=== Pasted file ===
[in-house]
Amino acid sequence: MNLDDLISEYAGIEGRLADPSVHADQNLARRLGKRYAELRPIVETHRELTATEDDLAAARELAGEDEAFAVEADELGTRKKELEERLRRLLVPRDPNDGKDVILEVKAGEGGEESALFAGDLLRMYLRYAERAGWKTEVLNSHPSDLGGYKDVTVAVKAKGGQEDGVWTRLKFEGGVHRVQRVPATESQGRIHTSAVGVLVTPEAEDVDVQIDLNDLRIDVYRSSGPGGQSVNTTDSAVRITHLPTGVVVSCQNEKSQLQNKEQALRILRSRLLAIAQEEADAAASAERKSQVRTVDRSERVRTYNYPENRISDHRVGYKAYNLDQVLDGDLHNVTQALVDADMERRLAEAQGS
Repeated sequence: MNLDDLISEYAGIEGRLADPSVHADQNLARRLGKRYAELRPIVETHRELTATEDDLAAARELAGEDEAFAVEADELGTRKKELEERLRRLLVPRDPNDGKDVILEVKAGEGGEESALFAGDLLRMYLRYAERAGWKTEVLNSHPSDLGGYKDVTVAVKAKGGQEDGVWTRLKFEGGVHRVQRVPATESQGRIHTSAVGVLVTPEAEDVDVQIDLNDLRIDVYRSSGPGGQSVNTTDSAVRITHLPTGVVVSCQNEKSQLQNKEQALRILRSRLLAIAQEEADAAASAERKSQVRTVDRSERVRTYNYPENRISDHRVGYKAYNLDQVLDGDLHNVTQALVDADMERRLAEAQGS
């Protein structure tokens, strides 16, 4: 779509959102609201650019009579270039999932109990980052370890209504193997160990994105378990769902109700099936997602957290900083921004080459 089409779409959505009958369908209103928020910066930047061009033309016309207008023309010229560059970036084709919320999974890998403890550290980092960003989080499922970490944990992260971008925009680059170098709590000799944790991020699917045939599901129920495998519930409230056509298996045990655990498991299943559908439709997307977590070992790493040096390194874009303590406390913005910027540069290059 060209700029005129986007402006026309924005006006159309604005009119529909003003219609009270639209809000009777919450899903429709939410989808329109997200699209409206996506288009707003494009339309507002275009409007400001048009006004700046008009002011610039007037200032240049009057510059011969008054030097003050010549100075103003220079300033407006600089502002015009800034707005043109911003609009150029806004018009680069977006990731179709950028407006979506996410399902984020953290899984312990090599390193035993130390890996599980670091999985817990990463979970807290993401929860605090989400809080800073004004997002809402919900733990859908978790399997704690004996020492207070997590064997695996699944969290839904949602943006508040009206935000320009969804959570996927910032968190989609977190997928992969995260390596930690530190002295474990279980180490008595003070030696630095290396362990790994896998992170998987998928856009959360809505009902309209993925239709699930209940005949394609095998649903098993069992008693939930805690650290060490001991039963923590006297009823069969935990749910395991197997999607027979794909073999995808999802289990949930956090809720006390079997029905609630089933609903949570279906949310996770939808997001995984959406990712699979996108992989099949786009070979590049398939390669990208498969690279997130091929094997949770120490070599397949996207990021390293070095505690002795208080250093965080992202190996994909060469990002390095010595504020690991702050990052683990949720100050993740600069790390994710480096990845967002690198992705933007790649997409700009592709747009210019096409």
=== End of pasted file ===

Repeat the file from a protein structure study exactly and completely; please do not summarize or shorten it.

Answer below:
[in-house]
Amino acid sequence: MNLDDLISEYAGIEGRLADPSVHADQNLARRLGKRYAELRPIVETHRELTATEDDLAAARELAGEDEAFAVEADELGTRKKELEERLRRLLVPRDPNDGKDVILEVKAGEGGEESALFAGDLLRMYLRYAERAGWKTEVLNSHPSDLGGYKDVTVAVKAKGGQEDGVWTRLKFEGGVHRVQRVPATESQGRIHTSAVGVLVTPEAEDVDVQIDLNDLRIDVYRSSGPGGQSVNTTDSAVRITHLPTGVVVSCQNEKSQLQNKEQALRILRSRLLAIAQEEADAAASAERKSQVRTVDRSERVRTYNYPENRISDHRVGYKAYNLDQVLDGDLHNVTQALVDADMERRLAEAQGS
Repeated sequence: MNLDDLISEYAGIEGRLADPSVHADQNLARRLGKRYAELRPIVETHRELTATEDDLAAARELAGEDEAFAVEADELGTRKKELEERLRRLLVPRDPNDGKDVILEVKAGEGGEESALFAGDLLRMYLRYAERAGWKTEVLNSHPSDLGGYKDVTVAVKAKGGQEDGVWTRLKFEGGVHRVQRVPATESQGRIHTSAVGVLVTPEAEDVDVQIDLNDLRIDVYRSSGPGGQSVNTTDSAVRITHLPTGVVVSCQNEKSQLQNKEQALRILRSRLLAIAQEEADAAASAERKSQVRTVDRSERVRTYNYPENRISDHRVGYKAYNLDQVLDGDLHNVTQALVDADMERRLAEAQGS
């Protein structure tokens, strides 16, 4: 779509959102609201650019009579270039999932109990980052370890209504193997160990994105378990769902109700099936997602957290900083921004080459 089409779409959505009958369908209103928020910066930047061009033309016309207008023309010229560059970036084709919320999974890998403890550290980092960003989080499922970490944990992260971008925009680059170098709590000799944790991020699917045939599901129920495998519930409230056509298996045990655990498991299943559908439709997307977590070992790493040096390194874009303590406390913005910027540069290059 060209700029005129986007402006026309924005006006159309604005009119529909003003219609009270639209809000009777919450899903429709939410989808329109997200699209409206996506288009707003494009339309507002275009409007400001048009006004700046008009002011610039007037200032240049009057510059011969008054030097003050010549100075103003220079300033407006600089502002015009800034707005043109911003609009150029806004018009680069977006990731179709950028407006979506996410399902984020953290899984312990090599390193035993130390890996599980670091999985817990990463979970807290993401929860605090989400809080800073004004997002809402919900733990859908978790399997704690004996020492207070997590064997695996699944969290839904949602943006508040009206935000320009969804959570996927910032968190989609977190997928992969995260390596930690530190002295474990279980180490008595003070030696630095290396362990790994896998992170998987998928856009959360809505009902309209993925239709699930209940005949394609095998649903098993069992008693939930805690650290060490001991039963923590006297009823069969935990749910395991197997999607027979794909073999995808999802289990949930956090809720006390079997029905609630089933609903949570279906949310996770939808997001995984959406990712699979996108992989099949786009070979590049398939390669990208498969690279997130091929094997949770120490070599397949996207990021390293070095505690002795208080250093965080992202190996994909060469990002390095010595504020690991702050990052683990949720100050993740600069790390994710480096990845967002690198992705933007790649997409700009592709747009210019096409």